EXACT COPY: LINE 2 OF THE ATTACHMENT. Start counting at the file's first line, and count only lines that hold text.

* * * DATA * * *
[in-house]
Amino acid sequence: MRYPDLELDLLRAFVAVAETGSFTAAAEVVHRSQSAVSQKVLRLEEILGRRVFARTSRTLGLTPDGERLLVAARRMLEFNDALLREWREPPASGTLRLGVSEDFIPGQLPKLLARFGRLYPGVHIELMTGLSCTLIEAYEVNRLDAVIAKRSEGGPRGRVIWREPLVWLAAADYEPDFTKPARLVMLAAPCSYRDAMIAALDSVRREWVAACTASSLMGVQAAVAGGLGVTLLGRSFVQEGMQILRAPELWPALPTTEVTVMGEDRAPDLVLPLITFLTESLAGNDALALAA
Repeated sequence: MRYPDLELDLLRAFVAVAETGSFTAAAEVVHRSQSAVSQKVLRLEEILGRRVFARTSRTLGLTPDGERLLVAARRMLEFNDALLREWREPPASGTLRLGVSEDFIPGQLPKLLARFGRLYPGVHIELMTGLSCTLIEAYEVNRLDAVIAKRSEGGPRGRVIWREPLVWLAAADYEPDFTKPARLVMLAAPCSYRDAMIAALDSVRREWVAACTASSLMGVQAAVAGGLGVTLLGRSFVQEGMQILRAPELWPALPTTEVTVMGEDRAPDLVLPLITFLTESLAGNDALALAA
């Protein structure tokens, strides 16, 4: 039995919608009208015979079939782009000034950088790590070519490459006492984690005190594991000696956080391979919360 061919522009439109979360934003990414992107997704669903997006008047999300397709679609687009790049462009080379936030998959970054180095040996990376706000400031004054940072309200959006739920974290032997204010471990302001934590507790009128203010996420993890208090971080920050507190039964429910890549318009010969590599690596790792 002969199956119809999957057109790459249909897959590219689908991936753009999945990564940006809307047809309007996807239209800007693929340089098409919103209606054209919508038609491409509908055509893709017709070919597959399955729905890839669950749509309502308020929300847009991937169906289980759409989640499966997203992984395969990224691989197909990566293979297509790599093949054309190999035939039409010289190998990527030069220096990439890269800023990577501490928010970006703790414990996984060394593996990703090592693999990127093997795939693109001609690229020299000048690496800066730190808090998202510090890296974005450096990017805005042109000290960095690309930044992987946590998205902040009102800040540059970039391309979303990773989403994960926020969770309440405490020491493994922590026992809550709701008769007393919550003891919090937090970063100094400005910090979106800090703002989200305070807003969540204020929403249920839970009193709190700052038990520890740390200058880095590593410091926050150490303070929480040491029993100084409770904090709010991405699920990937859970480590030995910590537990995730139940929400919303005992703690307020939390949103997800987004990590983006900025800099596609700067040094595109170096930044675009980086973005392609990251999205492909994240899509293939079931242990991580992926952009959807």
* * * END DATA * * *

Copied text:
Amino acid sequence: MRYPDLELDLLRAFVAVAETGSFTAAAEVVHRSQSAVSQKVLRLEEILGRRVFARTSRTLGLTPDGERLLVAARRMLEFNDALLREWREPPASGTLRLGVSEDFIPGQLPKLLARFGRLYPGVHIELMTGLSCTLIEAYEVNRLDAVIAKRSEGGPRGRVIWREPLVWLAAADYEPDFTKPARLVMLAAPCSYRDAMIAALDSVRREWVAACTASSLMGVQAAVAGGLGVTLLGRSFVQEGMQILRAPELWPALPTTEVTVMGEDRAPDLVLPLITFLTESLAGNDALALAA